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Partnering for Biosimilar Security: India's Role in US Health Care Savings, Supply Chain Stability


As Indian pharmaceutical companies supplied 4 of every 10 prescriptions in the US in 2022, generating $1.3 trillion in health care savings, a new IQVIA report highlights concerns about supply chain risks and advocates for partnerships to bolster biosimilar security and overall supply chain resilience.

Indian pharmaceutical companies are responsible for providing a substantial proportion of drugs to US residents, with Indian companies supplying 4 of every 10 prescriptions filled in the US in 2022, according to a new report from IQVIA.

vials AI generated | Image credit: pixardi - stock.adobe.com

Image credit: pixardi - stock.adobe.com

The purpose of the report was to quantify the contribution of Indian corporations to the American health care system, highlighting concerns around lack of diversification in the manufacturing of key starting materials (KSMs) and active pharmaceutical ingredients (APIs) as well as ways India could work with the US in reducing supply chain risks.

“The supply of affordable medicines is crucial for the overall health of US residents and managing chronic health conditions. Indian pharmaceutical companies play a critical role in supplying affordable medicines that enhance patient access, improve management of health conditions, and bring savings and sustainability to the overall health system. Concerns around the geographic consolidation of manufacturing of [KSMs] and [APIs] supply chain provide further opportunity for Indian companies to partner with the US in de-risking the supply chain,” wrote the authors.

Overall, medicines from Indian companies generated $1.3 trillion in savings to the US health care system between 2013 and 2022, $219 billion of which were accumulated in 2022 alone. Indian companies supplied more than half of all medications for hypertension, mental health, lipid regulators, nervous system disorders, and antiulcerants. Forty-seven percent of all generic prescriptions and 15% of all biosimilar prescriptions filled in the US are supplied by Indian corporations.

The COVID-19 pandemic caused a multitude of drug shortages across the world, spotlighting vulnerabilities in the current global pharmaceutical supply chain, including concerns about lack of diversification of materials used to make generic drugs. Overall, 87% of FDA-registered plants that make APIs used in generics are located outside of the US, and much of them are produced in China. Sourcing KSMs and APIs is also a concern for the US indirectly in that although India is the main source of generics for the country, 70% of its APIs come from China. Countries in Europe have similar supply chain structures.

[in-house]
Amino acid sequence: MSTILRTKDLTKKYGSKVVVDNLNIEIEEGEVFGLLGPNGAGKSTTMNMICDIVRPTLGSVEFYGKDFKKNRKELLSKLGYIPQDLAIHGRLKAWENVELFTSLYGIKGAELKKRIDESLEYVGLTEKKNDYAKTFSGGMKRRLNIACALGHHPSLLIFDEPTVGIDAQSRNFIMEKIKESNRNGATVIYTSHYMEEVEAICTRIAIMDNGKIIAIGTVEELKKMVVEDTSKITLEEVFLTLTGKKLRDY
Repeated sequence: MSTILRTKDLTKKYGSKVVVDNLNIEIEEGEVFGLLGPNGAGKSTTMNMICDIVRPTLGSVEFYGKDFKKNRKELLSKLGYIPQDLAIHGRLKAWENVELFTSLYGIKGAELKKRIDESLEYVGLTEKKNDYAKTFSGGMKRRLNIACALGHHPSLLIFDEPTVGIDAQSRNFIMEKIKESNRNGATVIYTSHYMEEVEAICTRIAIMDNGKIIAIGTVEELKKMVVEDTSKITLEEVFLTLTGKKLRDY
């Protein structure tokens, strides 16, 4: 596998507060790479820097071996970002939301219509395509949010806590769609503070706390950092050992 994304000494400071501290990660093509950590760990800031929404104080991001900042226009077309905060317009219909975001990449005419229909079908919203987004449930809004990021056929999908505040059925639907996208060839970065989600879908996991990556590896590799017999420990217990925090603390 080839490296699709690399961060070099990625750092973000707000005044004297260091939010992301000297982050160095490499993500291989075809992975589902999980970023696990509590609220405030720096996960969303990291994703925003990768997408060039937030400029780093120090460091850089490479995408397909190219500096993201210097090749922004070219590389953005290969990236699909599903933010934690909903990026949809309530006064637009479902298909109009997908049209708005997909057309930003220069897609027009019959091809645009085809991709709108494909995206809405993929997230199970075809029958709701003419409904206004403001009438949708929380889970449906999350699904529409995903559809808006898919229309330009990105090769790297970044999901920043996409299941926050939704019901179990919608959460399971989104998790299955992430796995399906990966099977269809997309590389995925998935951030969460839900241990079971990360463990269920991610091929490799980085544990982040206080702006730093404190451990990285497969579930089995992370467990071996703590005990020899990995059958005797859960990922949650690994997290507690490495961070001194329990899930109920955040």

The report summarized the history of partnerships between the US and India to strengthen the pharmaceutical supply chain, calling India “an important ally.”

“India’s history of supplying high-quality affordable medicines and collaborating with US companies positions India well for future engagements with the US health system as a key partner in the uninterrupted supply of these drugs.… Such bilateral and multilateral trade initiatives and partnerships can bolster economic growth, national security, supply chain resilience, and technological innovation, and provide frameworks that can be used for future partnerships,” commented the authors.

The authors suggested several policy initiatives and interventions that could improve this partnership and reduce supply chain risks, such as:

  • Bilateral trade arrangement
  • Providing incentives from the Indian government to build a reliable supply chain
  • Scientific collaboration
  • Technology upgrades

Bilateral trade arrangements could be achieved by granting India preferred status by adding it as a designated country under the Trade Agreements Act. Additionally, establishing a joint pharmaceutical supply chain working group featuring representatives of key government departments and regulatory bodies could be helpful in setting up appropriate partnerships for the future.

India is actively encouraging investment in the production of APIs and KSMs through initiatives like bulk drug parks and production linked incentive schemes. These efforts aim to reduce dependence on single sources for India and other countries. This strategy could enhance US supply security, potentially granting India access to technologies and intellectual property in areas where shortages exist, such as critical raw materials for vaccines and biologics.

The authors concluded, “The US has a pressing need to address bottlenecks in its API supply chain. Enhanced strategic partnerships with allied countries could offer benefits beyond cost savings, such as vertically integrated production, high quality, and reliability. India can be a strong candidate for such a partnership, as a reliable and significant contributor to the US drug supply chain.”


U.S.-India Medicine Partnership: India's Contribution to the U.S. Healthcare System. IQVIA. April 30, 2024. Accessed May 9, 2024. https://www.iqvia.com/insights/the-iqvia-institute/reports-and-publications/reports/us-india-medicine-partnership

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